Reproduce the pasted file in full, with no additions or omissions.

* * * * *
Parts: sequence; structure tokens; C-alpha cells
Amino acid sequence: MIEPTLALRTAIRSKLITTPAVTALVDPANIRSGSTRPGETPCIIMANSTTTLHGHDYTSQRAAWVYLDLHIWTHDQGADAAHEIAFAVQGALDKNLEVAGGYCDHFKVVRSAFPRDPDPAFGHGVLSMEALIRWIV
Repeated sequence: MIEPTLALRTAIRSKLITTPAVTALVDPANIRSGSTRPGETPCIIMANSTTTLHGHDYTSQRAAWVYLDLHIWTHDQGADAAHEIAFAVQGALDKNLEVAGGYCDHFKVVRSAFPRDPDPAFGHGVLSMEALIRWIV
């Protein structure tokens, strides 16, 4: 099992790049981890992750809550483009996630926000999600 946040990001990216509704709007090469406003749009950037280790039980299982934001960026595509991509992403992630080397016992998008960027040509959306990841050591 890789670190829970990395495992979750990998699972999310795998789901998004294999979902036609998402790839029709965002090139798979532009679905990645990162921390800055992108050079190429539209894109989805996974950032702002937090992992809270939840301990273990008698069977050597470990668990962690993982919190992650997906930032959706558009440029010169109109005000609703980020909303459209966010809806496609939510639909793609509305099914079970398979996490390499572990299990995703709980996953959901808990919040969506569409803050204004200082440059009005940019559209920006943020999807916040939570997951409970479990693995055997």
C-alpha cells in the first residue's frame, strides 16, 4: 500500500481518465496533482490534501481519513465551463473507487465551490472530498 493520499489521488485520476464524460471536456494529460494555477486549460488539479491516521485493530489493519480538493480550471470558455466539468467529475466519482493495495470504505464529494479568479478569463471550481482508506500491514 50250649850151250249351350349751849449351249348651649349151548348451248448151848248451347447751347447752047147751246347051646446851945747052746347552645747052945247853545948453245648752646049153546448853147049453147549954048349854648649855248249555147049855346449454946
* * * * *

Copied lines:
Parts: sequence; structure tokens; C-alpha cells
Amino acid sequence: MIEPTLALRTAIRSKLITTPAVTALVDPANIRSGSTRPGETPCIIMANSTTTLHGHDYTSQRAAWVYLDLHIWTHDQGADAAHEIAFAVQGALDKNLEVAGGYCDHFKVVRSAFPRDPDPAFGHGVLSMEALIRWIV
Repeated sequence: MIEPTLALRTAIRSKLITTPAVTALVDPANIRSGSTRPGETPCIIMANSTTTLHGHDYTSQRAAWVYLDLHIWTHDQGADAAHEIAFAVQGALDKNLEVAGGYCDHFKVVRSAFPRDPDPAFGHGVLSMEALIRWIV
């Protein structure tokens, strides 16, 4: 099992790049981890992750809550483009996630926000999600 946040990001990216509704709007090469406003749009950037280790039980299982934001960026595509991509992403992630080397016992998008960027040509959306990841050591 890789670190829970990395495992979750990998699972999310795998789901998004294999979902036609998402790839029709965002090139798979532009679905990645990162921390800055992108050079190429539209894109989805996974950032702002937090992992809270939840301990273990008698069977050597470990668990962690993982919190992650997906930032959706558009440029010169109109005000609703980020909303459209966010809806496609939510639909793609509305099914079970398979996490390499572990299990995703709980996953959901808990919040969506569409803050204004200082440059009005940019559209920006943020999807916040939570997951409970479990693995055997």
C-alpha cells in the first residue's frame, strides 16, 4: 500500500481518465496533482490534501481519513465551463473507487465551490472530498 493520499489521488485520476464524460471536456494529460494555477486549460488539479491516521485493530489493519480538493480550471470558455466539468467529475466519482493495495470504505464529494479568479478569463471550481482508506500491514 50250649850151250249351350349751849449351249348651649349151548348451248448151848248451347447751347447752047147751246347051646446851945747052746347552645747052945247853545948453245648752646049153546448853147049453147549954048349854648649855248249555147049855346449454946